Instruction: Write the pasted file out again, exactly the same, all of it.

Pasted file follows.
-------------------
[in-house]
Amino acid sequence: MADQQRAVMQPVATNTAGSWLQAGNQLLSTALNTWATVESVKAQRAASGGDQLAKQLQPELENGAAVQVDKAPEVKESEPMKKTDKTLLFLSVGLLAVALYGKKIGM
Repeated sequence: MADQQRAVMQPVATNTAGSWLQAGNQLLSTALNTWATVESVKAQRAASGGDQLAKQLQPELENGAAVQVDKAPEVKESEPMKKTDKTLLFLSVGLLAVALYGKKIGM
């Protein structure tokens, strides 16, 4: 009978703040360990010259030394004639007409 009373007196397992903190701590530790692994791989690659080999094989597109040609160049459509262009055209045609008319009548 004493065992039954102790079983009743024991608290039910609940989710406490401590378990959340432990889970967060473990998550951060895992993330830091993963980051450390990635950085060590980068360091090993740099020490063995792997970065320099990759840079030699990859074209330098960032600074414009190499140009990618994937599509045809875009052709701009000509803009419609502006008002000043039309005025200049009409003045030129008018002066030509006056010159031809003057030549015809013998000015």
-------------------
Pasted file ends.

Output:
[in-house]
Amino acid sequence: MADQQRAVMQPVATNTAGSWLQAGNQLLSTALNTWATVESVKAQRAASGGDQLAKQLQPELENGAAVQVDKAPEVKESEPMKKTDKTLLFLSVGLLAVALYGKKIGM
Repeated sequence: MADQQRAVMQPVATNTAGSWLQAGNQLLSTALNTWATVESVKAQRAASGGDQLAKQLQPELENGAAVQVDKAPEVKESEPMKKTDKTLLFLSVGLLAVALYGKKIGM
């Protein structure tokens, strides 16, 4: 009978703040360990010259030394004639007409 009373007196397992903190701590530790692994791989690659080999094989597109040609160049459509262009055209045609008319009548 004493065992039954102790079983009743024991608290039910609940989710406490401590378990959340432990889970967060473990998550951060895992993330830091993963980051450390990635950085060590980068360091090993740099020490063995792997970065320099990759840079030699990859074209330098960032600074414009190499140009990618994937599509045809875009052709701009000509803009419609502006008002000043039309005025200049009409003045030129008018002066030509006056010159031809003057030549015809013998000015």